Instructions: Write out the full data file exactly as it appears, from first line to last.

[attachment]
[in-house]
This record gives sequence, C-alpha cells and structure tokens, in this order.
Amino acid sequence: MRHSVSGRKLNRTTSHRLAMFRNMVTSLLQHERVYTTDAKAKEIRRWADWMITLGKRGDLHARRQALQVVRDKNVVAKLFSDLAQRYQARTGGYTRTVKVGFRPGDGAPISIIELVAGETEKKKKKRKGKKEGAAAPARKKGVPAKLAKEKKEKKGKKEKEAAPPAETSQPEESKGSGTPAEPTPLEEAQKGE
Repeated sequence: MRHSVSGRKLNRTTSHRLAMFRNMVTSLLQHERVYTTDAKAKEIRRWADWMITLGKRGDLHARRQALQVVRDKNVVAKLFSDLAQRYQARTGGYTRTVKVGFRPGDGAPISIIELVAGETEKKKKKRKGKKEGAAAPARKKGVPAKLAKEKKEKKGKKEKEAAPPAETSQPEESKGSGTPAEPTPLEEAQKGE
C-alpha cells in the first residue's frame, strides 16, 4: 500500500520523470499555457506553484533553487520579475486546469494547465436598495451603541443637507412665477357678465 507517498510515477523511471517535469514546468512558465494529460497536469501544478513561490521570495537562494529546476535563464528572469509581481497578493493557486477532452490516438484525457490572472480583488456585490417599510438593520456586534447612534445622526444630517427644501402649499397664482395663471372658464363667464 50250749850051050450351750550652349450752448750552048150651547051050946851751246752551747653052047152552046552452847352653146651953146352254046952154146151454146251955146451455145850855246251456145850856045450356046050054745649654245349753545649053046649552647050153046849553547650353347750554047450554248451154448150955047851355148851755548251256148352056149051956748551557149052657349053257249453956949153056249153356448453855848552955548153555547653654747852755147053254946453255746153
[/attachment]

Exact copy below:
[in-house]
This record gives sequence, C-alpha cells and structure tokens, in this order.
Amino acid sequence: MRHSVSGRKLNRTTSHRLAMFRNMVTSLLQHERVYTTDAKAKEIRRWADWMITLGKRGDLHARRQALQVVRDKNVVAKLFSDLAQRYQARTGGYTRTVKVGFRPGDGAPISIIELVAGETEKKKKKRKGKKEGAAAPARKKGVPAKLAKEKKEKKGKKEKEAAPPAETSQPEESKGSGTPAEPTPLEEAQKGE
Repeated sequence: MRHSVSGRKLNRTTSHRLAMFRNMVTSLLQHERVYTTDAKAKEIRRWADWMITLGKRGDLHARRQALQVVRDKNVVAKLFSDLAQRYQARTGGYTRTVKVGFRPGDGAPISIIELVAGETEKKKKKRKGKKEGAAAPARKKGVPAKLAKEKKEKKGKKEKEAAPPAETSQPEESKGSGTPAEPTPLEEAQKGE
C-alpha cells in the first residue's frame, strides 16, 4: 500500500520523470499555457506553484533553487520579475486546469494547465436598495451603541443637507412665477357678465 507517498510515477523511471517535469514546468512558465494529460497536469501544478513561490521570495537562494529546476535563464528572469509581481497578493493557486477532452490516438484525457490572472480583488456585490417599510438593520456586534447612534445622526444630517427644501402649499397664482395663471372658464363667464 50250749850051050450351750550652349450752448750552048150651547051050946851751246752551747653052047152552046552452847352653146651953146352254046952154146151454146251955146451455145850855246251456145850856045450356046050054745649654245349753545649053046649552647050153046849553547650353347750554047450554248451154448150955047851355148851755548251256148352056149051956748551557149052657349053257249453956949153056249153356448453855848552955548153555547653654747852755147053254946453255746153